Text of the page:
From Journeys and Transitions
December 11, 2005
The stitches came out today! I had slept only perhaps four hours spread out in fits and starts over the course of the night. Way too anxious wondering what the results would be like when the stitches were relaxed, and equally eager to have it all behind me and to get on with life. So, after shifting back and forth between the bed and the recliner in the living room, I finally woke Teresa with my restlessness at about a quarter to five.
Since we had the alarm set for 5 a.m., we decided to just get up and on with it. Into the shower for a quick rinse, clothes on, cats fed, coffee drunk, final walk-though, into the car and on the road.
Teresa drove today – her second long stint behind the wheel since her surgery. This time, however, she would have to make the run for three hours in each direction. The sky was still dark as we pulled onto highway 50, but within moments the first gray light rose from the East.
Soon we were traveling through fog shrouded forests and fertile fields hugged by morning mist. The sky lightened to a gentle azure while the most amazing wispy clouds brushed across the canopy.
I became transfixed with the grandeur of the dome, unable to shift my gaze. There was such a natural, gentle power to it all: a slow, unhurried migration of time that conjured visions of blowing wheat fields and the music of the Prairie.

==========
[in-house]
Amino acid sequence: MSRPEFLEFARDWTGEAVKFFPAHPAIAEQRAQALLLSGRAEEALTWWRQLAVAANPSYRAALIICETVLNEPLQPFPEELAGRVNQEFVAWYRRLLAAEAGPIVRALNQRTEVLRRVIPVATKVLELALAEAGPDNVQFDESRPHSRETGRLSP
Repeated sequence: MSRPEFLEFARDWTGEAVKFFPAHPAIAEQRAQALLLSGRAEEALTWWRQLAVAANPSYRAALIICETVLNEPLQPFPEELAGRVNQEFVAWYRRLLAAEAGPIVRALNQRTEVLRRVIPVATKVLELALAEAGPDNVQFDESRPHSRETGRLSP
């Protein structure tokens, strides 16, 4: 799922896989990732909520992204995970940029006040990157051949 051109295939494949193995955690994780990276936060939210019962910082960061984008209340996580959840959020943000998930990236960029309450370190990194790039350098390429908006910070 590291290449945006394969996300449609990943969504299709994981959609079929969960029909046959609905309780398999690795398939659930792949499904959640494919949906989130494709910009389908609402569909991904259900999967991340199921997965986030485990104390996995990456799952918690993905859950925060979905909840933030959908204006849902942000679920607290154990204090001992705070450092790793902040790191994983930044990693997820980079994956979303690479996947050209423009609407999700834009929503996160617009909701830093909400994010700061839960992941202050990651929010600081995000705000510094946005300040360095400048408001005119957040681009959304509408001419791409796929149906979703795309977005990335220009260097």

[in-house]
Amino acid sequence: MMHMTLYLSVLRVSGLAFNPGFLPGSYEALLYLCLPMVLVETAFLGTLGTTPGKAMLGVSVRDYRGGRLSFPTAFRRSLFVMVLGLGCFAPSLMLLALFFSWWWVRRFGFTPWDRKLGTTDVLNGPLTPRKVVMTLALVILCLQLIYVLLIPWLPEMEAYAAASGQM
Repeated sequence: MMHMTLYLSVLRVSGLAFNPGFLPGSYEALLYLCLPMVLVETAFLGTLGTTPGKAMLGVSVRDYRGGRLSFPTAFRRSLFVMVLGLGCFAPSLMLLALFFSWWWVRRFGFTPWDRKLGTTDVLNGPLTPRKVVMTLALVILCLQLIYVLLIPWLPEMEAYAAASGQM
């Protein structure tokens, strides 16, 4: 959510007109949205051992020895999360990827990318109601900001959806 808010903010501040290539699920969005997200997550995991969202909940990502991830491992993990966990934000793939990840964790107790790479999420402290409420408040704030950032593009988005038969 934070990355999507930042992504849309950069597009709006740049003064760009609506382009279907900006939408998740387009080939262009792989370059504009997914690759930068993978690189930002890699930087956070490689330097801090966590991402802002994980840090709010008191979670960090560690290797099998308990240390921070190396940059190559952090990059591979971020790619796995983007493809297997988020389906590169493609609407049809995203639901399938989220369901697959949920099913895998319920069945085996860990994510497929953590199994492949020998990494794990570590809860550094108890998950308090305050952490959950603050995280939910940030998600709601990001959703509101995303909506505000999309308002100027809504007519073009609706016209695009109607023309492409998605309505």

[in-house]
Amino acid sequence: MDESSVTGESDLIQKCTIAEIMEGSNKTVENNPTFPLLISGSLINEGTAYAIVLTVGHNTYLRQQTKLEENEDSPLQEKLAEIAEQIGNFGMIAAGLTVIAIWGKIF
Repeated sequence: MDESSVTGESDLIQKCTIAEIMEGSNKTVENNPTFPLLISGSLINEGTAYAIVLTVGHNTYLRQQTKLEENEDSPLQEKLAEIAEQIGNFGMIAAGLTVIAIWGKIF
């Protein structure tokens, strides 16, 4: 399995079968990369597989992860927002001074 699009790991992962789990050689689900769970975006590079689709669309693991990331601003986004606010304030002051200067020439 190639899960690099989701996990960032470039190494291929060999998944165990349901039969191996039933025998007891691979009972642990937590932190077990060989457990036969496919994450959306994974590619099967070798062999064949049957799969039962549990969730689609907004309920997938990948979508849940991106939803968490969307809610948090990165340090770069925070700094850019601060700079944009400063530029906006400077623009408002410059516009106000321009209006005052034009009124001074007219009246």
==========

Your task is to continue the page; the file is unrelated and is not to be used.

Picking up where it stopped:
Then, in my mind, I heard my own voice saying, “I am a daughter of the heavens.” And as the words echoed away, I realized that I truly felt like a daughter of the heavens. I had watched the clouds many times in my life, especially as a child, and each experience was much the same: an appreciation of the breathtaking beauty, but in an impersonal, observational way. I felt disconnected from the world then, not a part of the process.
But this morning, there was a tangible organic bond between me and my environment. And rather than being a genderless observer, I was now a female participant.
Then it occurred to me that some sort of pretense had vanished in my personal universe. I thought back to my previous 17 years since the beginning of transition, and a clarifying notion drifted toward me. Suddenly it was completely clear why I had always felt like a pretender and why I now felt so real, natural, and complete.
Although I have documented these feelings in recent entries, and while I knew it was a result of my surgery, I had no idea as to the exact mechanism. And while I enjoyed the passionate mystery of it all, it also rather terrified me that if that feeling should ever leave, I would have no idea how to make it return.
So this new understanding was an answer to my prayers, and I share it with you now….
Like most, when I first started transition, I didn’t have to learn how to be feminine. Rather, I had to unlearn all the mannerisms I had developed to hide that quality. But then, I had the problem of trying to look female as well. And that was quite a different issue.
Acting feminine was my natural state, but looking female was far from it. So, I did the usual, took hormones, lost weight, grew my hair, had electrolysis, pruned my eyebrows, started wearing makeup and one more thing: I learned how to pose my face.